The History of ASC
Supporting birth & adoptive families for over three decades
Lauren. The Adoption Support Center was born with Lauren who entered Julie’s family through a private adoption in 1984. At the time, Julie had a high-level corporate position. She chose to follow her heart and left the corporate world co-found the Adoption Support Center, Inc. in 1986. Her first office was in her living room.
Julie says that sometimes she feels as if she’s trained her entire life to be a part of the adoption world. She had suffered multiple losses trying to give birth, followed by many complications with her only successful birth, and then she experienced secondary infertility when trying to have another child. And that’s where Lauren came in. Lauren was born and adopted in 1984.
In the 1980’s, private adoption was brand new. There were few attorneys who were experienced in adoption law – just several 100-year-old agencies to choose from. Julie signed on with one of them, and then promptly fell into a lead with a small-town neighbor. DCS did a quick home study and she was done. Julie received no adoption education or advice. She recalls she didn’t feel very ready to be an adoptive parent and had no idea what to expect.
Julie’s attorney “recommended” she not meet, communicate with or be involved with Lauren’s birth mom in the hospital. Julie has memories of feeling so disappointed! She remembers wanting to comfort this brave woman, advocate for her, and thank her for the privilege of raising her daughter. Julie was ahead of her time. She wanted this to be personal, not just legal. Instead, she received a call from the attorney after Lauren was released from the hospital. The attorney asked her to come to his office to pick the baby up. Julie was given nothing as she took Lauren home. Even though Julie was the parent of a 6-year old daughter, she admits she was lost. She knew nothing about Lauren’s birth parents, of her potential gifts or of possible medical issues. Nothing. There was such a void.
Lauren had a lovely childhood but when she turned 15, she began to struggle with issues about her identity. She asked that Julie search for her birth mom. It only took a phone call to the neighbor who had connected them. Phyllis, Lauren’s birth mother, still worked for that neighbor and had for 29 years! Julie had him ask Phyllis if she could reach out to her. Then, one day, Phyllis called Julie at work. Even though Julie did this every day, she was shaking. Both Julie and Phyllis were both SO nervous. That phone call lead to more phone calls, shared letters, several visits, and then a relationship. Phyllis had married Lauren’s birth father so Lauren was able to reconnect with her entire birth family, including siblings!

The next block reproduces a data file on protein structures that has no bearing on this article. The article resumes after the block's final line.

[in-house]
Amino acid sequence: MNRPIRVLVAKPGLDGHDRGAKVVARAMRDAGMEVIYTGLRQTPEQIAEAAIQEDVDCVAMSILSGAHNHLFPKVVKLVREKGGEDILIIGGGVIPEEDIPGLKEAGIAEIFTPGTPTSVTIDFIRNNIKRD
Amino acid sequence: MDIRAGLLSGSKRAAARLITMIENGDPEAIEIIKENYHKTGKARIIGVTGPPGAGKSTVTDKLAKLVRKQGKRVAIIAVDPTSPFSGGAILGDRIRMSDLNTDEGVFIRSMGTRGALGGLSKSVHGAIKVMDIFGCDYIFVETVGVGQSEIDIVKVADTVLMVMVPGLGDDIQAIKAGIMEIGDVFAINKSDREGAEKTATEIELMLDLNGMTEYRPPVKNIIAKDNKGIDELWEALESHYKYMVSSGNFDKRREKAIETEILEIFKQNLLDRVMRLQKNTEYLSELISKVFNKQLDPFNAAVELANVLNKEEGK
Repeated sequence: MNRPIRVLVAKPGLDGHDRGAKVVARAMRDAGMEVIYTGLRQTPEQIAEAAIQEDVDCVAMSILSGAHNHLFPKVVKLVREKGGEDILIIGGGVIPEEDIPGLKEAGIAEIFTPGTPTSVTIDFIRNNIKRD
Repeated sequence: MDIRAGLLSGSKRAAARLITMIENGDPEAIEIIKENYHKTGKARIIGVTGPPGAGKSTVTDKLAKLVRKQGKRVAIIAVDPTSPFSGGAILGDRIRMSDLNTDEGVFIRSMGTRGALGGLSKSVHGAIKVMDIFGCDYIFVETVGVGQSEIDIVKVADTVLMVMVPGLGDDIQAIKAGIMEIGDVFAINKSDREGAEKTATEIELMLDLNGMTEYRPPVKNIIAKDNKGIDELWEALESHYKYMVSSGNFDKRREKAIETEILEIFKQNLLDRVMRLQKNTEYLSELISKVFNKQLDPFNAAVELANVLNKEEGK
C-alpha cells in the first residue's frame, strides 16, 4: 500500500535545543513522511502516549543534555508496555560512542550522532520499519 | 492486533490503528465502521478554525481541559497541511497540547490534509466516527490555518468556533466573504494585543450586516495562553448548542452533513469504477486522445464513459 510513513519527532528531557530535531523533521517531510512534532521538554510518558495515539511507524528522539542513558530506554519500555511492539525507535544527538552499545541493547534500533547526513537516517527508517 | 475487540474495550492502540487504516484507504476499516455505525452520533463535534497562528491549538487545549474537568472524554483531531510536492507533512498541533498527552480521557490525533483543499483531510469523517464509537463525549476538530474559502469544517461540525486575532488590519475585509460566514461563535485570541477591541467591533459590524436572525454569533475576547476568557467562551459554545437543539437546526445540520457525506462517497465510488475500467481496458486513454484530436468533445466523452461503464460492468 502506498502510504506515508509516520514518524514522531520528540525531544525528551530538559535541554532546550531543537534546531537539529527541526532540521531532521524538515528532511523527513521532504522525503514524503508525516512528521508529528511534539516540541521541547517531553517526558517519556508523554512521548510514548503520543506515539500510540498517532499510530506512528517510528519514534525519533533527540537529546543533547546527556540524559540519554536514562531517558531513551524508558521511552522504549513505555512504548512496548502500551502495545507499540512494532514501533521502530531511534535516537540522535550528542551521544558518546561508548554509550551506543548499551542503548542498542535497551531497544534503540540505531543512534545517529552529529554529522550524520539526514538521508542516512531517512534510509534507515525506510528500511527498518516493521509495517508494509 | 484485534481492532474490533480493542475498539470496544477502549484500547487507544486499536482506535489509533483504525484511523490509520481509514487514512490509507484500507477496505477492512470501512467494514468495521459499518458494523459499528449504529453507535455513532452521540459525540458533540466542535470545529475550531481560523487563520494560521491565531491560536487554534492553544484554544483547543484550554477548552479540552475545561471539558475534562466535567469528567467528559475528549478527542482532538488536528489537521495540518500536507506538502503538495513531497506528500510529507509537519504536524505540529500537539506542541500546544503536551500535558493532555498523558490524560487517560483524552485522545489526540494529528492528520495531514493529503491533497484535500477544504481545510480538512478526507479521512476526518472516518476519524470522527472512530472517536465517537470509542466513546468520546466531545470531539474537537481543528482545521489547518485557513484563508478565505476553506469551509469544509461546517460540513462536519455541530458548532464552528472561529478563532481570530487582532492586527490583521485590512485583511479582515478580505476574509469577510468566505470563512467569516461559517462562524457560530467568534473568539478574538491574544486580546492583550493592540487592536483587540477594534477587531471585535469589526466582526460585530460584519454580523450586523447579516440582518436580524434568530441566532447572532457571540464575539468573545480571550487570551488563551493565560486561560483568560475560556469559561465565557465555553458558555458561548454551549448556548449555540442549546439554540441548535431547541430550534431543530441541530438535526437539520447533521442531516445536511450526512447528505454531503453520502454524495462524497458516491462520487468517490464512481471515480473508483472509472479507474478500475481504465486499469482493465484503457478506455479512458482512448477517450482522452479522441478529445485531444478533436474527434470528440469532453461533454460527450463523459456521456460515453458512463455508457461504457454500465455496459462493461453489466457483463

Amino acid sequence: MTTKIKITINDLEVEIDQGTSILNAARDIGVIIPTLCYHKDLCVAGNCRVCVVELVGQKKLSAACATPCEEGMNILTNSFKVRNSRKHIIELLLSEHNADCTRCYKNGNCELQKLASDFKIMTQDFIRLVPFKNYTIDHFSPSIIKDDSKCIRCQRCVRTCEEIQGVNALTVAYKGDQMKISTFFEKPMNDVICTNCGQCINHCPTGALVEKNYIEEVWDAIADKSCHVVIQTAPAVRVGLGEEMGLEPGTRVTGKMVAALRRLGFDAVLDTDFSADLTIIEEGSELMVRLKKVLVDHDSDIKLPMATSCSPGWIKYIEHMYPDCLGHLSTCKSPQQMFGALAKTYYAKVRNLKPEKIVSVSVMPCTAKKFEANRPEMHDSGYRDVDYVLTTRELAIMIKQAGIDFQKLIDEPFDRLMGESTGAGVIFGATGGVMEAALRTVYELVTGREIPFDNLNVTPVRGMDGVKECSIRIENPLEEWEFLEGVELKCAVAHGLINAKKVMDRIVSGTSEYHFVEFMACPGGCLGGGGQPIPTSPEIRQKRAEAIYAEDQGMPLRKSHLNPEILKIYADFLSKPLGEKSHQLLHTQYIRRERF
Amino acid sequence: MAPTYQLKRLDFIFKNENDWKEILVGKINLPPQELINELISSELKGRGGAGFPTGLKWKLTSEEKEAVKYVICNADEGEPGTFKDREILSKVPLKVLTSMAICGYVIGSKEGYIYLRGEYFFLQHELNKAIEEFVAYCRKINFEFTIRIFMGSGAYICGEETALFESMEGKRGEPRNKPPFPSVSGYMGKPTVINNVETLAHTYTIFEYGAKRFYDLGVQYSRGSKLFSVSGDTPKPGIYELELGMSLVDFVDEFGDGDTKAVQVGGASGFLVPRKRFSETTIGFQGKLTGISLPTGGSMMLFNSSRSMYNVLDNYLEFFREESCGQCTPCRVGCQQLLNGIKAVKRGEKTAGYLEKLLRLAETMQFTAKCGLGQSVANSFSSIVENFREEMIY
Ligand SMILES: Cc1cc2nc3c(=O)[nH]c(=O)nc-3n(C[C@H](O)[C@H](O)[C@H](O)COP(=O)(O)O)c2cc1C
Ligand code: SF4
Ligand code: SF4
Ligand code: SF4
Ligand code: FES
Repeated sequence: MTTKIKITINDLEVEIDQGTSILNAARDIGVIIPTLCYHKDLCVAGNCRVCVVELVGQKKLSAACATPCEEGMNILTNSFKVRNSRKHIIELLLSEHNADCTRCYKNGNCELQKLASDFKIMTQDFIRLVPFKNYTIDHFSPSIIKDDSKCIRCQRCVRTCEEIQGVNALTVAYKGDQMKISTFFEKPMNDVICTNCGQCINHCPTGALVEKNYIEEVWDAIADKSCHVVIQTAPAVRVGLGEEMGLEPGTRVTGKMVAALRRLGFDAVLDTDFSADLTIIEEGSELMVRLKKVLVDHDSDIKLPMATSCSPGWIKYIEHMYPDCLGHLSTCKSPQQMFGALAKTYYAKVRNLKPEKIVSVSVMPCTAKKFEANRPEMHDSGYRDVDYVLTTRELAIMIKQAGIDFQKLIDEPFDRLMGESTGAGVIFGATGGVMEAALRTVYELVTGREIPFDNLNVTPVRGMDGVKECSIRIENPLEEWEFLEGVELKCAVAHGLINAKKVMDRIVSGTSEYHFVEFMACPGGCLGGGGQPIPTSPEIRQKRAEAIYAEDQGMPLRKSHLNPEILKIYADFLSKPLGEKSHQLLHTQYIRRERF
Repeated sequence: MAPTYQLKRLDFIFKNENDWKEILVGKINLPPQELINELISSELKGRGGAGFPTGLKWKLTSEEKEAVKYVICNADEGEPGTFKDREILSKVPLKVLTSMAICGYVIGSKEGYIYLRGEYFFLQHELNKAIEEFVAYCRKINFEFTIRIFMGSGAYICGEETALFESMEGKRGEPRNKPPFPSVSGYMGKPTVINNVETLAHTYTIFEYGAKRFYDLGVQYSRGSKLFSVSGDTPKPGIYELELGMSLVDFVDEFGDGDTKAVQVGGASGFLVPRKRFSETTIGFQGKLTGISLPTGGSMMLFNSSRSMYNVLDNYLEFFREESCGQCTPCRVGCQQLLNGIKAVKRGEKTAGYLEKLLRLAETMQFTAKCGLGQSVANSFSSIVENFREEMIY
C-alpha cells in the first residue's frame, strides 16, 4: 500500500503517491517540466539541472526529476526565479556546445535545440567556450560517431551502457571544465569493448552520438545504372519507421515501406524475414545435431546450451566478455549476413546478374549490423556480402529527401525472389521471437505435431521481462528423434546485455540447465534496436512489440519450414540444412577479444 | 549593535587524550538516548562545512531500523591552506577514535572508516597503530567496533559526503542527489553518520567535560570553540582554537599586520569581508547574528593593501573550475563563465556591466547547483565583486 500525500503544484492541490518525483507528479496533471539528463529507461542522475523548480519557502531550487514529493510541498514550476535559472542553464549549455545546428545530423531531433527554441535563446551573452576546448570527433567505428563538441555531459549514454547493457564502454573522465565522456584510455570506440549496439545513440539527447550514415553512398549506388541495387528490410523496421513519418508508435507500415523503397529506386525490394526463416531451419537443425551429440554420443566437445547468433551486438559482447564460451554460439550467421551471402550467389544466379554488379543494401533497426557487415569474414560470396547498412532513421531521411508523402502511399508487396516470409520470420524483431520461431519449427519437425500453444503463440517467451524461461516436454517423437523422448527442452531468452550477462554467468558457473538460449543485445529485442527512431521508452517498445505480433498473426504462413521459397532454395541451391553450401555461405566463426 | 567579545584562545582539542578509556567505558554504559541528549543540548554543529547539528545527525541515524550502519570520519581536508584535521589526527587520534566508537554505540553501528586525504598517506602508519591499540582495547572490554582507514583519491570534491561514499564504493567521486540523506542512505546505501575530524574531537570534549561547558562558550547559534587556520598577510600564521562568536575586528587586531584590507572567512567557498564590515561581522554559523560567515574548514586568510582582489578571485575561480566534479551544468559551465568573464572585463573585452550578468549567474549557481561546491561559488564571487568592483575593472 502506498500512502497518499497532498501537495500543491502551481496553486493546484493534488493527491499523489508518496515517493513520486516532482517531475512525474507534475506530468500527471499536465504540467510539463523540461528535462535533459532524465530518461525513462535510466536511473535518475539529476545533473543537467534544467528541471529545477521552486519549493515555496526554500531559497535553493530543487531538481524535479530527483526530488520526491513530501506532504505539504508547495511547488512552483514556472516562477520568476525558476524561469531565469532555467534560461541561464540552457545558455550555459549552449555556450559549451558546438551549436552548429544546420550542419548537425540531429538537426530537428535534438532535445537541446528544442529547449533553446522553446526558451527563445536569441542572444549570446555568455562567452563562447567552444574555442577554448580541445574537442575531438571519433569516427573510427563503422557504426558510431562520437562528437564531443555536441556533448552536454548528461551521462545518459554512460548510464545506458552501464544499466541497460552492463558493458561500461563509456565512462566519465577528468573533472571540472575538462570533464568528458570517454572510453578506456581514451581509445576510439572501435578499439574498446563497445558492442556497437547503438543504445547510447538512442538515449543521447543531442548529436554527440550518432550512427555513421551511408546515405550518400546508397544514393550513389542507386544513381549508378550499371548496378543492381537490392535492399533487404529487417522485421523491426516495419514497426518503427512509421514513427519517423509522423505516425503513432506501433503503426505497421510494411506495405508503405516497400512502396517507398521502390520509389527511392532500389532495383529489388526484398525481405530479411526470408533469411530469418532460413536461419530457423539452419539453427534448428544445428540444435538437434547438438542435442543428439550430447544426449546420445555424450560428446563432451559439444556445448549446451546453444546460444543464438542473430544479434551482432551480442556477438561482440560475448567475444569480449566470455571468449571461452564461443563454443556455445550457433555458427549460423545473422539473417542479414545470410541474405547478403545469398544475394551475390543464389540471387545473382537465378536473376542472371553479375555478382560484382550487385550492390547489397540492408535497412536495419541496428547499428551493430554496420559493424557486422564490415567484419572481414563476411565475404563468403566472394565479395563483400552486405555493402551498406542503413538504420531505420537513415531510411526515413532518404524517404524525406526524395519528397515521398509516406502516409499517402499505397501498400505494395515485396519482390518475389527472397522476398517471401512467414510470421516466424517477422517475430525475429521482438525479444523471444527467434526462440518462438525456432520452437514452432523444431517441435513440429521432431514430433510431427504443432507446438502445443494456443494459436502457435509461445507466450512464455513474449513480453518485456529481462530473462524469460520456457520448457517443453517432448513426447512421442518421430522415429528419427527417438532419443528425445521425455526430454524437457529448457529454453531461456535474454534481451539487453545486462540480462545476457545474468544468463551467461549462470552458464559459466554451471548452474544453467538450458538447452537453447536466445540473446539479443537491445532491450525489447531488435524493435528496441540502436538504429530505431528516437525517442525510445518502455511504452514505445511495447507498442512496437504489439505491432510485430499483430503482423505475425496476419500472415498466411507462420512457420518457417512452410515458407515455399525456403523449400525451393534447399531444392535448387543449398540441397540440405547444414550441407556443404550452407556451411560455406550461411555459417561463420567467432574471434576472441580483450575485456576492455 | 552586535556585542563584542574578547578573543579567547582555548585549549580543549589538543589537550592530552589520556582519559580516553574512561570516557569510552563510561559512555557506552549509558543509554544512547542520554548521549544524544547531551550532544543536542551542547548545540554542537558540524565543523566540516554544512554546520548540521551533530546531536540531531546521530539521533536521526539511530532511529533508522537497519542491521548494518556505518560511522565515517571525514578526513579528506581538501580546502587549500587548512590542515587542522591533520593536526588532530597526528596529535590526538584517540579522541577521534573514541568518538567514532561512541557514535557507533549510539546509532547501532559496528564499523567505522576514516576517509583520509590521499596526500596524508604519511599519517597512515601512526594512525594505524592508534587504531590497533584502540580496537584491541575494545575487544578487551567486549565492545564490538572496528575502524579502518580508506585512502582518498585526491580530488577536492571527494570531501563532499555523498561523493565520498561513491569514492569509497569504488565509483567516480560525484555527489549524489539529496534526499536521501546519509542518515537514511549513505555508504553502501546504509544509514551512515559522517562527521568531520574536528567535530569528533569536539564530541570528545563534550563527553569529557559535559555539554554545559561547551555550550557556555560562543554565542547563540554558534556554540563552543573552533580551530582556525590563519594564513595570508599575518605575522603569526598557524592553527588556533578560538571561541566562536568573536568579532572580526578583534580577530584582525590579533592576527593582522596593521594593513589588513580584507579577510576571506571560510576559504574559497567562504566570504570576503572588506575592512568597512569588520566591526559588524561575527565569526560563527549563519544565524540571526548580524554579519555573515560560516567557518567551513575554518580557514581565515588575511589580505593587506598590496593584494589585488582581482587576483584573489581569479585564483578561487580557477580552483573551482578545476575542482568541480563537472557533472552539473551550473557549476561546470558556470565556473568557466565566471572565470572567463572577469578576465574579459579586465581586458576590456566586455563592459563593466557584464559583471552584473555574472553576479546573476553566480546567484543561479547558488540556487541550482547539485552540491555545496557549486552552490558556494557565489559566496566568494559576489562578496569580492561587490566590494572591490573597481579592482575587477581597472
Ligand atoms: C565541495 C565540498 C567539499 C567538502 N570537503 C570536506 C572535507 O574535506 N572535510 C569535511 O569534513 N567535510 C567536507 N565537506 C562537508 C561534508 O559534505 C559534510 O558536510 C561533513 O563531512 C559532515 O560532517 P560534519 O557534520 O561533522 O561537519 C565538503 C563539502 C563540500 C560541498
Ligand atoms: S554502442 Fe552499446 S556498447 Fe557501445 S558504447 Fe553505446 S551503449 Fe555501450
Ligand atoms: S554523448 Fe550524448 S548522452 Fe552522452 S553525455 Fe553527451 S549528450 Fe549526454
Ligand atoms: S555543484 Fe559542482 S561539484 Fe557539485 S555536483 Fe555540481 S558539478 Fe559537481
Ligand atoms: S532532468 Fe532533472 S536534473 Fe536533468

Had Julie waited until Lauren was 21, she would have never met Phyllis. Five years after the reunion, when Lauren was 20, Phyllis passed away. Lauren died the next year in a tragic auto accident leaving a fifteen-month-old son. Now Julie is raising him and telling him stories about her daughter, the birth mom he will never know. She talks with love, respect and admiration about her, just as Julie did about Phyllis to Lauren.
It is for Julie and Lauren’s story, as well as thousands like theirs, that the Adoption Support Center has been and will continue to be a place where we advocate, support and guide adoptive parents, birth families, and adoptees through the adoption journey. No one should be alone like Julie and her husband were, or like Lauren’s birth mother was. We are here for the hard parts, the sad parts, the joyful parts and all the in-between parts.
The Center is based on all things Julie wished she had in her adoption experience. Things like: having adoption education, a home study that prepared her for the process of the adoption, support through the process of paperwork and meeting Lauren’s birth family, being in the hospital when she was born, sharing pictures, updates over the years, visiting with the birth family, and giving Lauren all of her answers. Julie was ahead of her time. No one was really doing any of this in 1988.
We truly believe every adoptive family will be placed with the child they were meant to raise. We also believe that it’s not just our job to make sure that adoptive families will be good parents. It’s our job at ASC to make sure they will be great adoptive parents… which means honoring, respecting, and caring for their adoptee’s birth family.